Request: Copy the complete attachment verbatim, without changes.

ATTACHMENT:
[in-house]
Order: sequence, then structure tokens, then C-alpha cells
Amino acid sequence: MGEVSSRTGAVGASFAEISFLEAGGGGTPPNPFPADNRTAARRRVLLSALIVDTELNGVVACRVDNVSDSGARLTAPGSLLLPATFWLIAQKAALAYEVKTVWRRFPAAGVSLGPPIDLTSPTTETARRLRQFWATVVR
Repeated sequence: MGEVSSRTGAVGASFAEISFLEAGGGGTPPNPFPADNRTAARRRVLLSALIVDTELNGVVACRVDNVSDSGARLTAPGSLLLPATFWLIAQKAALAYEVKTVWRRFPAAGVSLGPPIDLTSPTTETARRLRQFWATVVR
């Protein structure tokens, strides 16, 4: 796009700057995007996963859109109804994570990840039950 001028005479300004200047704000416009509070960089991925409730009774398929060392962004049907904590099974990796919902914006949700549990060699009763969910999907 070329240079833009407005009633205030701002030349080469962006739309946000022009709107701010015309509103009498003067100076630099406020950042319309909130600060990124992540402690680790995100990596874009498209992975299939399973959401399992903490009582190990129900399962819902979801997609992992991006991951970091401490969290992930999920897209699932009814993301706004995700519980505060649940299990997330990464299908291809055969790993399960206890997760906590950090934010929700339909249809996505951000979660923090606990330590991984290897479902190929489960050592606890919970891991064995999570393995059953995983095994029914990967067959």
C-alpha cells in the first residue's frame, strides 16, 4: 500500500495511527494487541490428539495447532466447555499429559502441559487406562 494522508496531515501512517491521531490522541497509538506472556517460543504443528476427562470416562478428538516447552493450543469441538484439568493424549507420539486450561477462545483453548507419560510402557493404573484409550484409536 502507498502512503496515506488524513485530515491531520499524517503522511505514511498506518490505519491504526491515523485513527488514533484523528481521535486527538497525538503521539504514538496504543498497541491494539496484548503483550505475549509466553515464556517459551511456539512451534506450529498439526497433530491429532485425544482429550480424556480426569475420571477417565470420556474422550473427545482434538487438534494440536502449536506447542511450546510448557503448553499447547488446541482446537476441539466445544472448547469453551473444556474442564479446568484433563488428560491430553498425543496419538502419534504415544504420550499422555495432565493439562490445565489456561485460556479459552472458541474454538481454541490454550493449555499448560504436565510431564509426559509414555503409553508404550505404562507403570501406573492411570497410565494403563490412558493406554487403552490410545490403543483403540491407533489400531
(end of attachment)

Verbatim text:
[in-house]
Order: sequence, then structure tokens, then C-alpha cells
Amino acid sequence: MGEVSSRTGAVGASFAEISFLEAGGGGTPPNPFPADNRTAARRRVLLSALIVDTELNGVVACRVDNVSDSGARLTAPGSLLLPATFWLIAQKAALAYEVKTVWRRFPAAGVSLGPPIDLTSPTTETARRLRQFWATVVR
Repeated sequence: MGEVSSRTGAVGASFAEISFLEAGGGGTPPNPFPADNRTAARRRVLLSALIVDTELNGVVACRVDNVSDSGARLTAPGSLLLPATFWLIAQKAALAYEVKTVWRRFPAAGVSLGPPIDLTSPTTETARRLRQFWATVVR
């Protein structure tokens, strides 16, 4: 796009700057995007996963859109109804994570990840039950 001028005479300004200047704000416009509070960089991925409730009774398929060392962004049907904590099974990796919902914006949700549990060699009763969910999907 070329240079833009407005009633205030701002030349080469962006739309946000022009709107701010015309509103009498003067100076630099406020950042319309909130600060990124992540402690680790995100990596874009498209992975299939399973959401399992903490009582190990129900399962819902979801997609992992991006991951970091401490969290992930999920897209699932009814993301706004995700519980505060649940299990997330990464299908291809055969790993399960206890997760906590950090934010929700339909249809996505951000979660923090606990330590991984290897479902190929489960050592606890919970891991064995999570393995059953995983095994029914990967067959």
C-alpha cells in the first residue's frame, strides 16, 4: 500500500495511527494487541490428539495447532466447555499429559502441559487406562 494522508496531515501512517491521531490522541497509538506472556517460543504443528476427562470416562478428538516447552493450543469441538484439568493424549507420539486450561477462545483453548507419560510402557493404573484409550484409536 502507498502512503496515506488524513485530515491531520499524517503522511505514511498506518490505519491504526491515523485513527488514533484523528481521535486527538497525538503521539504514538496504543498497541491494539496484548503483550505475549509466553515464556517459551511456539512451534506450529498439526497433530491429532485425544482429550480424556480426569475420571477417565470420556474422550473427545482434538487438534494440536502449536506447542511450546510448557503448553499447547488446541482446537476441539466445544472448547469453551473444556474442564479446568484433563488428560491430553498425543496419538502419534504415544504420550499422555495432565493439562490445565489456561485460556479459552472458541474454538481454541490454550493449555499448560504436565510431564509426559509414555503409553508404550505404562507403570501406573492411570497410565494403563490412558493406554487403552490410545490403543483403540491407533489400531